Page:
The protagonist of Steven Soderbergh’s tech-crime thriller Kimi moves through the world like she’s tapped directly into a power line, and is desperate to burn off all the excess energy. The movie operates at that same level of speed and ferocity. Essentially an internet-age take on Alfred Hitchcock’s Rear Window by way of Francis Ford Coppola’s The Conversation and Brian De Palma’s Blow Out (among many other cinematic touchstones), Kimi follows a Seattle tech worker who stumbles across evidence of a crime, and draws some dangerous attention when she tries to report it. Soderbergh and Panic Room screenwriter David Koepp strip that story down to its basics, jumping in and out of the action in a shockingly tight and stylish 89 minutes. The plot is simple and the ethos is go-go-go, which makes the film’s verve contagious and the action breathless. It isn’t deep, but it sure is fun. —TR

Kimi is available to watch on HBO Max, or for digital rental or purchase via Amazon, Apple TV, Google Play, and Vudu.

The Long Walk

A young Lao boy stands with his back to the camera, looking at a pile of detritus in a dark, cluttered room in Mattie Do’s The Long Walk Photo: Yellow Veil Pictures

Genre: Sci-fi
Run time: 1h 56m
Director: Mattie Do
Cast: Yannawoutthi Chanthalungsy, Vilouna Phetmany

Laos’ first and only female film director, Mattie Do, makes ghost stories: movies where characters interact with the dead and learn from them, but pay a price for that knowledge. Some of the themes of her debut feature Chanthaly (which she’s posted on YouTube) and her followup, Dearest Sister (streaming on Shudder) get fuller, richer development in The Long Walk, a genre mashup that’s part time-travel story and part serial-killer story, but still keenly involved with the spirits of the dead, and how they both express their desires and enable the desires of living people.

A Lao hermit living in a tech-oriented future periodically travels 50 years into the past and intervenes in events in his own traumatic childhood, with the help of the ghost of a woman who died in the nearby forest when he was a kid. These are bold, striking elements that don’t entirely seem to fit together, but The Long Walk is exquisitely constructed in a way that reveals its puzzlebox methods slowly, building toward an emotional end that ties all its genres, timelines, and threads together in a startling, impressive way. —TR

The Long Walk is available to watch on Shudder, AMC+ through Prime Video for free with ads on Tubi, or for digital rental or purchase via Amazon, Apple TV, Google Play, and Vudu.

Also receiving votes:

Three Thousand Years of Longing, The Menu, The Fabelmans, Petite Maman, In Front of Your Face, Honk for Jesus Save Your Soul, Resurrection, Mad God, Lost Bullet 2, Marcel the Shell With Shoes On, Babylon, Bodies Bodies Bodies, Jackass Forever, Accident Man: Hitman’s Holiday, Memoria, Elvis, Benediction, Dual, Emily the Criminal, Fire of Love, Montana Story, Thallumaala, Beavis and Butthead Do the Universe, Black Panther: Wakanda Forever, Moonage Daydream, The Munsters, Guillermo del Toro’s Pinocchio, The Lost City, Goncharov (1973), The Deer King, The Innocents, The Last Thing Mary Saw, White Noise, Armageddon Time

The ballots

Every staff member who submitted a ballot is listed below, in alphabetical order by last name. While some staff members submitted more than 10 movies, only the top 10 are listed here. Some ballots may change as people catch up with more new releases in December — be sure to check back!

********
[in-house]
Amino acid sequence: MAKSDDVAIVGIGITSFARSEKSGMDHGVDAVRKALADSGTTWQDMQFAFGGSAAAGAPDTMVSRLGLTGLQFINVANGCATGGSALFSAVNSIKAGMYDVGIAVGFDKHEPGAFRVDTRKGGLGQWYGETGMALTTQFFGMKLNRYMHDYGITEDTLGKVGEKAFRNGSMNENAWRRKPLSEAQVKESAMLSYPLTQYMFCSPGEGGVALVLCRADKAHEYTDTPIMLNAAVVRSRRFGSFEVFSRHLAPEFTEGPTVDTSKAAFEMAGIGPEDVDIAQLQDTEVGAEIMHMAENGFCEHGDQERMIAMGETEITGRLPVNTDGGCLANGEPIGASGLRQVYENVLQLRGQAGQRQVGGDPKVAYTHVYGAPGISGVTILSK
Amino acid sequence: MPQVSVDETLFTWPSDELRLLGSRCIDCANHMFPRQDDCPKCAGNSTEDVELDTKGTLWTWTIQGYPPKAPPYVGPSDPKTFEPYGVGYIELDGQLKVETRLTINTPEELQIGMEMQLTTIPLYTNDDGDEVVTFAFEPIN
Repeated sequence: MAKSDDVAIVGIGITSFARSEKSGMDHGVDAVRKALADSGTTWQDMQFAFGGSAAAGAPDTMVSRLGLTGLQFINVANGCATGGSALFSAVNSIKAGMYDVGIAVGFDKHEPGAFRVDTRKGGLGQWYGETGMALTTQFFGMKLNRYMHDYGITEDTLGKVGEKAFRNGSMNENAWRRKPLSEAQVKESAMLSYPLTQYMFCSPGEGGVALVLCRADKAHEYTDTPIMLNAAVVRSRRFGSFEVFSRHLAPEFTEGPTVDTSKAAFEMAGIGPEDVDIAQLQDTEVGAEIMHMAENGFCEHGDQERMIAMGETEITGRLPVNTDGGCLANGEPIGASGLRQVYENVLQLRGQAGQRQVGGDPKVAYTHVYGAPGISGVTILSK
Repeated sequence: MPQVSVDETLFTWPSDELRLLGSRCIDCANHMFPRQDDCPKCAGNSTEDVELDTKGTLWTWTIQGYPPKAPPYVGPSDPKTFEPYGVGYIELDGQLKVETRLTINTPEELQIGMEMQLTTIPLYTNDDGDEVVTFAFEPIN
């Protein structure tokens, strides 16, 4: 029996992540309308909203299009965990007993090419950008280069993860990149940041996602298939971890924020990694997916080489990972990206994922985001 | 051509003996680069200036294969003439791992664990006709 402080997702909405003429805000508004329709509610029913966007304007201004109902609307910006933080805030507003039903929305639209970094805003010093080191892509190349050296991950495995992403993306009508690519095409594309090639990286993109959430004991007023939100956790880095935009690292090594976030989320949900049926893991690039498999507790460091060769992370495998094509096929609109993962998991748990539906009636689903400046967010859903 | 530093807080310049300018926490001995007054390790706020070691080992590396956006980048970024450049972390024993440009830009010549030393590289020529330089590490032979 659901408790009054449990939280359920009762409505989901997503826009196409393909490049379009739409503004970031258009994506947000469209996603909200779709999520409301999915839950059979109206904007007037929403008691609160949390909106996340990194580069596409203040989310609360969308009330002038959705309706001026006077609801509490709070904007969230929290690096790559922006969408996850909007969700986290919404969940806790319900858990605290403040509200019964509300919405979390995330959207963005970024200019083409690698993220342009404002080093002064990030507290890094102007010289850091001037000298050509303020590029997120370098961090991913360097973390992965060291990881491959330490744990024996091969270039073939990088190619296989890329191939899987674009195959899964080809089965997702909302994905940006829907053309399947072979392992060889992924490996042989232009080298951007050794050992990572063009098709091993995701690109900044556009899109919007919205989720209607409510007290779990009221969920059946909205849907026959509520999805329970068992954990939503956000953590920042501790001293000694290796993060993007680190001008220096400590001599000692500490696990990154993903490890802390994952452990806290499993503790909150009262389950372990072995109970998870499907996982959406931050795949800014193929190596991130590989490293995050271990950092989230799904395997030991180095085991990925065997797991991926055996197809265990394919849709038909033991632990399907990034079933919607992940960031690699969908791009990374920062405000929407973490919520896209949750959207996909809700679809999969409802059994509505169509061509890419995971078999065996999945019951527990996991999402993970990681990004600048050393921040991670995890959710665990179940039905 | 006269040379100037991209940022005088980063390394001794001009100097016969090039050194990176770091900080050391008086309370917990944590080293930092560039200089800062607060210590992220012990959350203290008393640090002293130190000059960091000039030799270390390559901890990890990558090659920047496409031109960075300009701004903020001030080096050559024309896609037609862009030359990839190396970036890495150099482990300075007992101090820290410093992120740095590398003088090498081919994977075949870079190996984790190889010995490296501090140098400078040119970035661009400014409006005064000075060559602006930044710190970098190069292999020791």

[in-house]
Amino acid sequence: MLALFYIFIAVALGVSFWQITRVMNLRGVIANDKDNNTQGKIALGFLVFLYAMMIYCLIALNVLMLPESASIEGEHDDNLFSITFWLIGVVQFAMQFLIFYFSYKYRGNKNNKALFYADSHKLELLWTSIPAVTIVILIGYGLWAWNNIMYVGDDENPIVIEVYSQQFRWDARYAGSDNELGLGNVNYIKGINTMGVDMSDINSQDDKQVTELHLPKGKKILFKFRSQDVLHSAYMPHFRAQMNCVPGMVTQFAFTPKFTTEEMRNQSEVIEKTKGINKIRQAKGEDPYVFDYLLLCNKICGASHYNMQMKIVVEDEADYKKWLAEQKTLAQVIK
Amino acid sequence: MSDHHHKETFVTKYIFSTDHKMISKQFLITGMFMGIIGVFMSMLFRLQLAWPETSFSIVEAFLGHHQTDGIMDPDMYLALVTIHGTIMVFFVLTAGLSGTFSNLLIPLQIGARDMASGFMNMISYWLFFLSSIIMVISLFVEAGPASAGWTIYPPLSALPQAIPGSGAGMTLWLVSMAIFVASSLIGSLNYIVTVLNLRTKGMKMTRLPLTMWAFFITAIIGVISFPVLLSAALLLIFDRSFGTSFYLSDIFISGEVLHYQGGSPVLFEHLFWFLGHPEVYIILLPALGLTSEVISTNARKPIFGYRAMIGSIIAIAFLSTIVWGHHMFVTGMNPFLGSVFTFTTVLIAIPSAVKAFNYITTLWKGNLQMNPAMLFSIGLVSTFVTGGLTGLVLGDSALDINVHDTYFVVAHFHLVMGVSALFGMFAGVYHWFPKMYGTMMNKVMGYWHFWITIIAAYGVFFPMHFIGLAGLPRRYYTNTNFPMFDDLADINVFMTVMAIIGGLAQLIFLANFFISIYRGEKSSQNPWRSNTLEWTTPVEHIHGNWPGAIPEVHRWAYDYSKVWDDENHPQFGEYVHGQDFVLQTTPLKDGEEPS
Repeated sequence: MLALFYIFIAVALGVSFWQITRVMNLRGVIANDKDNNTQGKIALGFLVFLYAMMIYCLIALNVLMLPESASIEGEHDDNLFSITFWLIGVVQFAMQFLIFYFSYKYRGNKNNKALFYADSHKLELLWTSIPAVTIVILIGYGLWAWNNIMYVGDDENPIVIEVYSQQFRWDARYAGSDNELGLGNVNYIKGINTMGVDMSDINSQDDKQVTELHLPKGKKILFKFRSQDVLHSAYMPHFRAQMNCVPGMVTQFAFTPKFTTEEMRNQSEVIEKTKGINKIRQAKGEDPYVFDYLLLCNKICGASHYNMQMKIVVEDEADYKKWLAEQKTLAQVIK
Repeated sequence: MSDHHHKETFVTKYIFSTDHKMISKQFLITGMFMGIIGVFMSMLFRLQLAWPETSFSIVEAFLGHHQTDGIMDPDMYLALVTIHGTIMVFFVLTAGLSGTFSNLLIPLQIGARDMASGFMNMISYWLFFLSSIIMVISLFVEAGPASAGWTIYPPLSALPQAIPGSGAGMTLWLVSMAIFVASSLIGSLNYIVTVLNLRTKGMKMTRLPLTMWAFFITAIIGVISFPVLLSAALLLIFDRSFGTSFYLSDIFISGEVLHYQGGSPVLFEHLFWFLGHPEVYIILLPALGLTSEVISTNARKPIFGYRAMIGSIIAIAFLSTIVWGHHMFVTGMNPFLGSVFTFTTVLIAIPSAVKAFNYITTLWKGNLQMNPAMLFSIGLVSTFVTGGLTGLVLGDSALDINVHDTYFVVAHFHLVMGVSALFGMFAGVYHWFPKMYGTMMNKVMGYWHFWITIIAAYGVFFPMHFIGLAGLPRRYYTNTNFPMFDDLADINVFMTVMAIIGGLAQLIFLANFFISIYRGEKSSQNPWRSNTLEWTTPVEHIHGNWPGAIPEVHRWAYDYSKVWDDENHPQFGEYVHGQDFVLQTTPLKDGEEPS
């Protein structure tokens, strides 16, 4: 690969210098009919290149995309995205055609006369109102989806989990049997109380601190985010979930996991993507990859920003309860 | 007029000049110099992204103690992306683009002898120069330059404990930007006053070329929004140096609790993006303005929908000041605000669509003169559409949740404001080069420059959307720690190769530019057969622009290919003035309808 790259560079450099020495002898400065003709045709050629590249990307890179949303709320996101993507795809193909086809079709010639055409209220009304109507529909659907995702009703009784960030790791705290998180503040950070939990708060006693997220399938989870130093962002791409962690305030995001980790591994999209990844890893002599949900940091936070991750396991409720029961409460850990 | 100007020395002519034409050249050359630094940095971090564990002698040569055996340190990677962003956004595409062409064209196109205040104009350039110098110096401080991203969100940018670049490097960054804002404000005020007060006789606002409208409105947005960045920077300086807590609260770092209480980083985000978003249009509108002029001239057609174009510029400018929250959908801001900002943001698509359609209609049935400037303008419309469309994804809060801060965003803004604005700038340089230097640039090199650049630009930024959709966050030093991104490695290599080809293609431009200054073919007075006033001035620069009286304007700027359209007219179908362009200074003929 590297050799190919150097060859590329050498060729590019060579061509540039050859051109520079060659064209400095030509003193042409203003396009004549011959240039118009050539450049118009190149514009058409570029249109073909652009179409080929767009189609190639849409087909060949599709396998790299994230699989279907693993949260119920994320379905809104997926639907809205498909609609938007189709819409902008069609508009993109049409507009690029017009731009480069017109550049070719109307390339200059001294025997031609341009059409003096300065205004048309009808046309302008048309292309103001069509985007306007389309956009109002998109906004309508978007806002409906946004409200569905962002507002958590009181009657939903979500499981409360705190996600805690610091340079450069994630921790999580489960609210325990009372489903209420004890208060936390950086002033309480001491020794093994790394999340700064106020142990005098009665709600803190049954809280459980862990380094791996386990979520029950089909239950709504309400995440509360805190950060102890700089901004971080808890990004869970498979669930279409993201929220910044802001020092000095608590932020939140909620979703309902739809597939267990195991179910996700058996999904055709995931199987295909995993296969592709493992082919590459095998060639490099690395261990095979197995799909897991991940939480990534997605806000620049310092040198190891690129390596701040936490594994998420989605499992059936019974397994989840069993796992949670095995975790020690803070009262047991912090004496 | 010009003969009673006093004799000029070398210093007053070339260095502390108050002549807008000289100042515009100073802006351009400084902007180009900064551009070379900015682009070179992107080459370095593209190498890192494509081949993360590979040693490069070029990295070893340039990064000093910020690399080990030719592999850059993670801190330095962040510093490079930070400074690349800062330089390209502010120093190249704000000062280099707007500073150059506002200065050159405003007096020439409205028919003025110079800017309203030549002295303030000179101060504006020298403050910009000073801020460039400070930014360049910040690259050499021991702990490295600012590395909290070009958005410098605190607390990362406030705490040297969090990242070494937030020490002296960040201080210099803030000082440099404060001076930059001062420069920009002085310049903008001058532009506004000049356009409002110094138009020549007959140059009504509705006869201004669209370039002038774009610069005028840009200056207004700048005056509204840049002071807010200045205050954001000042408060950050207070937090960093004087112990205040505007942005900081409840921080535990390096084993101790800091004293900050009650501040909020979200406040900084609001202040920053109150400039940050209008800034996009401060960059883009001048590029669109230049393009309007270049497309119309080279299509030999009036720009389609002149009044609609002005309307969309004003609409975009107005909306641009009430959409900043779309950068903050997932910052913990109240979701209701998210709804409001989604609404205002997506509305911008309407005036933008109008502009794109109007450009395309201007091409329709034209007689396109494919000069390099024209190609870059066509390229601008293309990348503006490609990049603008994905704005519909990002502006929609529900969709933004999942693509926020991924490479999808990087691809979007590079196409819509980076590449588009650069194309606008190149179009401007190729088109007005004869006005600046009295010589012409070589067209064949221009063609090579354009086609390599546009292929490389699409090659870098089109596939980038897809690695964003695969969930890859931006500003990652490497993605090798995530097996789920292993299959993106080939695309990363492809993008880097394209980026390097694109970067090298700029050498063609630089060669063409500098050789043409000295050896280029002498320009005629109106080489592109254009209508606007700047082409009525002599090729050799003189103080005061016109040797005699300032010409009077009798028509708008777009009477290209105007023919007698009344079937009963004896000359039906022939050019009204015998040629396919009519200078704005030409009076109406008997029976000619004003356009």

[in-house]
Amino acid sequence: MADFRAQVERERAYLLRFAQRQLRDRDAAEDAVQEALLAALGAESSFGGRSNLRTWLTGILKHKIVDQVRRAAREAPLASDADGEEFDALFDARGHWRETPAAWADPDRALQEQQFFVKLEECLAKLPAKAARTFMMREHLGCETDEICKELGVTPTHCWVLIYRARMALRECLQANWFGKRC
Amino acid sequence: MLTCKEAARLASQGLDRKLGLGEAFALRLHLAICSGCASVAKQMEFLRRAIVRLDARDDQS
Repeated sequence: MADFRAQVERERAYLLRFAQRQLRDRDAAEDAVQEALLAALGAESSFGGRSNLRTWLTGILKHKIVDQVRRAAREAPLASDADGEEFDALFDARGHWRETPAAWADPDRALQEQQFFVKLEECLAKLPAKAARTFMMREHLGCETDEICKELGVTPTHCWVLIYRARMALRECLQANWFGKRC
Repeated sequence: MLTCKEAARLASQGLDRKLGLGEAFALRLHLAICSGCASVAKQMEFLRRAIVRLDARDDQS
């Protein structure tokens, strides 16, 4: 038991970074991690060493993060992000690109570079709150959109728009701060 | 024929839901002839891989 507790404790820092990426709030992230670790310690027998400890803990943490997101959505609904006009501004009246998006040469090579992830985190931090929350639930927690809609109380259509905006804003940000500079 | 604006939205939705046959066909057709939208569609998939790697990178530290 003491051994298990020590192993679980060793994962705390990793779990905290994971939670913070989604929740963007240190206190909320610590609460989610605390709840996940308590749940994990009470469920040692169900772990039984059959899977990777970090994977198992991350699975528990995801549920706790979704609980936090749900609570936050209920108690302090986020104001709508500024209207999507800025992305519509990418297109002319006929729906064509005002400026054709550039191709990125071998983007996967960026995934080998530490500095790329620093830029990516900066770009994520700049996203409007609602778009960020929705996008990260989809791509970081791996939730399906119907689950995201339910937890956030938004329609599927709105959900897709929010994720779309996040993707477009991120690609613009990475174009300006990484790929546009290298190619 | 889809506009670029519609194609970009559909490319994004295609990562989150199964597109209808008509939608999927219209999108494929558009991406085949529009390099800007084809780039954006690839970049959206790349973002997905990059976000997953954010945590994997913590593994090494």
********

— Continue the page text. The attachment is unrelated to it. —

Toussaint Egan

Associate curation editor

  1. Tár
  2. Decision to Leave
  3. RRR
  4. The Banshees of Inisherin
  5. Nope
  6. Crimes of the Future
  7. Guillermo del Toro’s Pinocchio
  8. Prey
  9. Resurrection
  10. Everything Everywhere All at Once

Austen Goslin

Assignment editor, entertainment

  1. Decision to Leave
  2. Aftersun
  3. Athena
  4. Nope
  5. Bones and All
  6. Saloum
  7. Resurrection
  8. Ambulance
  9. Barbarian
  10. RRR

Zosha Millman

Editor, TV

(unranked)

  • After Yang
  • Aftersun
  • Barbarian
  • Decision to Leave
  • Everything Everywhere All at Once
  • Honk for Jesus, Save Your Soul
  • Nope
  • Saloum
  • RRR

Matt Patches

Deputy editor, entertainment

  1. RRR
  2. The Fabelmans
  3. Catherine Called Birdy
  4. Aftersun
  5. Turning Red
  6. The Woman King
  7. Tár
  8. The Banshees of Inisherin
  9. Confess, Fletch
  10. Jackass Forever

Chris Plante

Editor-in-chief

  1. The Banshees of Inisherin
  2. Decision to Leave
  3. RRR
  4. Barbarian
  5. Petite Maman
  6. Mad God
  7. Nope
  8. Tár
  9. Everything Everywhere All at Once
  10. Marcel the Shell With Shoes On

Petrana Radulovic

Staff writer, entertainment

(unranked)

  • Black Panther: Wakanda Forever
  • Catherine Called Birdy
  • Everything Everywhere All at Once
  • Goncharov (1973) remastered
  • Fire Island
  • The Lost City
  • Turning Red

Joshua Rivera

Staff writer, entertainment

(unranked)

  • Babylon
  • The Banshees of Inisherin
  • Barbarian
  • Bodies Bodies Bodies
  • Nope
  • The Northman
  • Petite Maman
  • Saloum
  • Three Thousand Years of Longing
  • We’re All Going to the World’s Fair

Tasha Robinson

Editor, film and streaming

  1. Everything Everywhere All at Once
  2. RRR
  3. Glass Onion: A Knives Out Mystery
  4. Decision to Leave
  5. Inu-Oh
  6. The Woman King
  7. Athena
  8. The Banshees of Inisherin
  9. The Northman
  10. Cyrano

Pete Volk

Curation editor

  1. Decision to Leave
  2. In Front of Your Face
  3. Tár
  4. The Fabelmans
  5. Crimes of the Future
  6. Nope
  7. A Hero
  8. RRR
  9. Ambulance
  10. Athena

Oli Welsh

Editor

  1. Decision to Leave
  2. The Banshees of Inisherin
  3. Top Gun: Maverick
  4. Elvis
  5. A Hero
  6. Nope
  7. The Woman King
  8. Turning Red
  9. Guillermo del Toro’s Pinocchio
  10. White Noise
What to Watch

The best movies new to streaming on Netflix, HBO Max, Prime Video, and Hulu (February 2023)

What to Watch

The best movies on Netflix right now

What to Watch

5 deep-cut Dave Bautista movies to watch right now

View all stories in What to Watch

Sign up for the newsletter Sign up for Patch Notes

A weekly roundup of the best things from Polygon